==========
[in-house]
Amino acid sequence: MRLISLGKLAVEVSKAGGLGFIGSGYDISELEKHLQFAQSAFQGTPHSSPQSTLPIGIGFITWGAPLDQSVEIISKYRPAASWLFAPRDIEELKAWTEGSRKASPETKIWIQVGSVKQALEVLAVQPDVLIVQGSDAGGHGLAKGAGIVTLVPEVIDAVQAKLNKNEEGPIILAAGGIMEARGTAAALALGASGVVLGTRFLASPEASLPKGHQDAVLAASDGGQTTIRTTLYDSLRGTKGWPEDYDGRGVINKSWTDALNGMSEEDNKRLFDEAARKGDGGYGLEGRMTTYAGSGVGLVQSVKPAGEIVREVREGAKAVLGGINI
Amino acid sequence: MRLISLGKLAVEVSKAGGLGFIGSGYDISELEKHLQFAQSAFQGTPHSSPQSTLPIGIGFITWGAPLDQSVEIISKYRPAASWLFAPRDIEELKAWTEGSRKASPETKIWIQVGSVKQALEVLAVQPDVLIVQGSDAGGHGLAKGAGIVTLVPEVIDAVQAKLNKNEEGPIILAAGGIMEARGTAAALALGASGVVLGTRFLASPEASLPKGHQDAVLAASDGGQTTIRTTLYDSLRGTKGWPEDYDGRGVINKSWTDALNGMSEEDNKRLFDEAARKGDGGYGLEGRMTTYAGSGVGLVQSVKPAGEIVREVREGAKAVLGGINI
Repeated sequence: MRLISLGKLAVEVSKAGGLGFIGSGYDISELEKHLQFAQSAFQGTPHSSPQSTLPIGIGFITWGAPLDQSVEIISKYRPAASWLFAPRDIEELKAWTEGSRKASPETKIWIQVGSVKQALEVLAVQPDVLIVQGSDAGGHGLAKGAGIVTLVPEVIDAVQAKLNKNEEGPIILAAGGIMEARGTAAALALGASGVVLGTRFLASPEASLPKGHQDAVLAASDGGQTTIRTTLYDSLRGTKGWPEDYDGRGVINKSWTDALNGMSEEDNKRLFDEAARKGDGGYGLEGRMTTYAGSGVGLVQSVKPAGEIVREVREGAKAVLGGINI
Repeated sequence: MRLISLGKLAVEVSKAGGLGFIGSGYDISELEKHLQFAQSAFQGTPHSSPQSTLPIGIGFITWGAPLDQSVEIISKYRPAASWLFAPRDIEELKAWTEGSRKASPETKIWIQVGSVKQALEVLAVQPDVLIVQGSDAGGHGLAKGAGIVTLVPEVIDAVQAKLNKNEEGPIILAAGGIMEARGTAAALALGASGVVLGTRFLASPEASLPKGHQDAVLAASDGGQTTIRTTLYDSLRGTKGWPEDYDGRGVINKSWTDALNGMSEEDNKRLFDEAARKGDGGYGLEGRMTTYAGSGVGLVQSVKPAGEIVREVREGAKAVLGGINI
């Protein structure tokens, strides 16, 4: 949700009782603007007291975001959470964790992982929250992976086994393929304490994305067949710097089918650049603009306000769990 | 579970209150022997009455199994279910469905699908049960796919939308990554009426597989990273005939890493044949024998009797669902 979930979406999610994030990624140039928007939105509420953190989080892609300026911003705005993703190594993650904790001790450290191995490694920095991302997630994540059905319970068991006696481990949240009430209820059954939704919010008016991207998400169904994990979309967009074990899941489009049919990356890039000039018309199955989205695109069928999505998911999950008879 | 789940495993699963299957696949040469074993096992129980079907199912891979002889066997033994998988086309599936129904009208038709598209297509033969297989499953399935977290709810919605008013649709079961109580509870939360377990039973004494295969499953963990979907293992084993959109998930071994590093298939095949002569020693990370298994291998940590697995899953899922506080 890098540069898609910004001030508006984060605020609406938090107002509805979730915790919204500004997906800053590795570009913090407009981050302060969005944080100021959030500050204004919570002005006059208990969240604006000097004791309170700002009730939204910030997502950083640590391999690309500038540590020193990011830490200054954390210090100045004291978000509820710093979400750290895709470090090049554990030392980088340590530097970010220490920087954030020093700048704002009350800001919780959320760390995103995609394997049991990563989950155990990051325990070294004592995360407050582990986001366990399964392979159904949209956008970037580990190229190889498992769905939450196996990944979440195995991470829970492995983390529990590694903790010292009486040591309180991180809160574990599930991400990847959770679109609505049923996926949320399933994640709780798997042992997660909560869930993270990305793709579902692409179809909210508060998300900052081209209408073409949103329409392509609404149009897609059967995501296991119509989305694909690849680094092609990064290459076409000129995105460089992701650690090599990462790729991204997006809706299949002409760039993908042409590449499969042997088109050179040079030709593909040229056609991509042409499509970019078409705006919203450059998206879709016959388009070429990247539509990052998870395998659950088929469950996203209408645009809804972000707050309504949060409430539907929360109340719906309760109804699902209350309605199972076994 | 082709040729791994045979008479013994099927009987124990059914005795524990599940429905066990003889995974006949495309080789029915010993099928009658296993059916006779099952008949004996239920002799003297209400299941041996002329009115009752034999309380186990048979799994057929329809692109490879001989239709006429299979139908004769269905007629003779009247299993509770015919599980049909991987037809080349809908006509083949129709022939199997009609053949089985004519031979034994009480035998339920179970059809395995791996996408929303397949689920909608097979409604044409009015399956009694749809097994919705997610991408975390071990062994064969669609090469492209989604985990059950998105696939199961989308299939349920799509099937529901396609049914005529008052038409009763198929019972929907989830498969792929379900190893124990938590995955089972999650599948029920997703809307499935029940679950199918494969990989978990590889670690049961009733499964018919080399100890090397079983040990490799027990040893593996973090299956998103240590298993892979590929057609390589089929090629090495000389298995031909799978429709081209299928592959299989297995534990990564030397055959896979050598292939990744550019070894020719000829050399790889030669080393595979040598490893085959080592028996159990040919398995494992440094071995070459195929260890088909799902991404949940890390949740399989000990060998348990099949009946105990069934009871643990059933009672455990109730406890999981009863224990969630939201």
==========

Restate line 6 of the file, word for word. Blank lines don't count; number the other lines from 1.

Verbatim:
């Protein structure tokens, strides 16, 4: 949700009782603007007291975001959470964790992982929250992976086994393929304490994305067949710097089918650049603009306000769990 | 579970209150022997009455199994279910469905699908049960796919939308990554009426597989990273005939890493044949024998009797669902 979930979406999610994030990624140039928007939105509420953190989080892609300026911003705005993703190594993650904790001790450290191995490694920095991302997630994540059905319970068991006696481990949240009430209820059954939704919010008016991207998400169904994990979309967009074990899941489009049919990356890039000039018309199955989205695109069928999505998911999950008879 | 789940495993699963299957696949040469074993096992129980079907199912891979002889066997033994998988086309599936129904009208038709598209297509033969297989499953399935977290709810919605008013649709079961109580509870939360377990039973004494295969499953963990979907293992084993959109998930071994590093298939095949002569020693990370298994291998940590697995899953899922506080 890098540069898609910004001030508006984060605020609406938090107002509805979730915790919204500004997906800053590795570009913090407009981050302060969005944080100021959030500050204004919570002005006059208990969240604006000097004791309170700002009730939204910030997502950083640590391999690309500038540590020193990011830490200054954390210090100045004291978000509820710093979400750290895709470090090049554990030392980088340590530097970010220490920087954030020093700048704002009350800001919780959320760390995103995609394997049991990563989950155990990051325990070294004592995360407050582990986001366990399964392979159904949209956008970037580990190229190889498992769905939450196996990944979440195995991470829970492995983390529990590694903790010292009486040591309180991180809160574990599930991400990847959770679109609505049923996926949320399933994640709780798997042992997660909560869930993270990305793709579902692409179809909210508060998300900052081209209408073409949103329409392509609404149009897609059967995501296991119509989305694909690849680094092609990064290459076409000129995105460089992701650690090599990462790729991204997006809706299949002409760039993908042409590449499969042997088109050179040079030709593909040229056609991509042409499509970019078409705006919203450059998206879709016959388009070429990247539509990052998870395998659950088929469950996203209408645009809804972000707050309504949060409430539907929360109340719906309760109804699902209350309605199972076994 | 082709040729791994045979008479013994099927009987124990059914005795524990599940429905066990003889995974006949495309080789029915010993099928009658296993059916006779099952008949004996239920002799003297209400299941041996002329009115009752034999309380186990048979799994057929329809692109490879001989239709006429299979139908004769269905007629003779009247299993509770015919599980049909991987037809080349809908006509083949129709022939199997009609053949089985004519031979034994009480035998339920179970059809395995791996996408929303397949689920909608097979409604044409009015399956009694749809097994919705997610991408975390071990062994064969669609090469492209989604985990059950998105696939199961989308299939349920799509099937529901396609049914005529008052038409009763198929019972929907989830498969792929379900190893124990938590995955089972999650599948029920997703809307499935029940679950199918494969990989978990590889670690049961009733499964018919080399100890090397079983040990490799027990040893593996973090299956998103240590298993892979590929057609390589089929090629090495000389298995031909799978429709081209299928592959299989297995534990990564030397055959896979050598292939990744550019070894020719000829050399790889030669080393595979040598490893085959080592028996159990040919398995494992440094071995070459195929260890088909799902991404949940890390949740399989000990060998348990099949009946105990069934009871643990059933009672455990109730406890999981009863224990969630939201």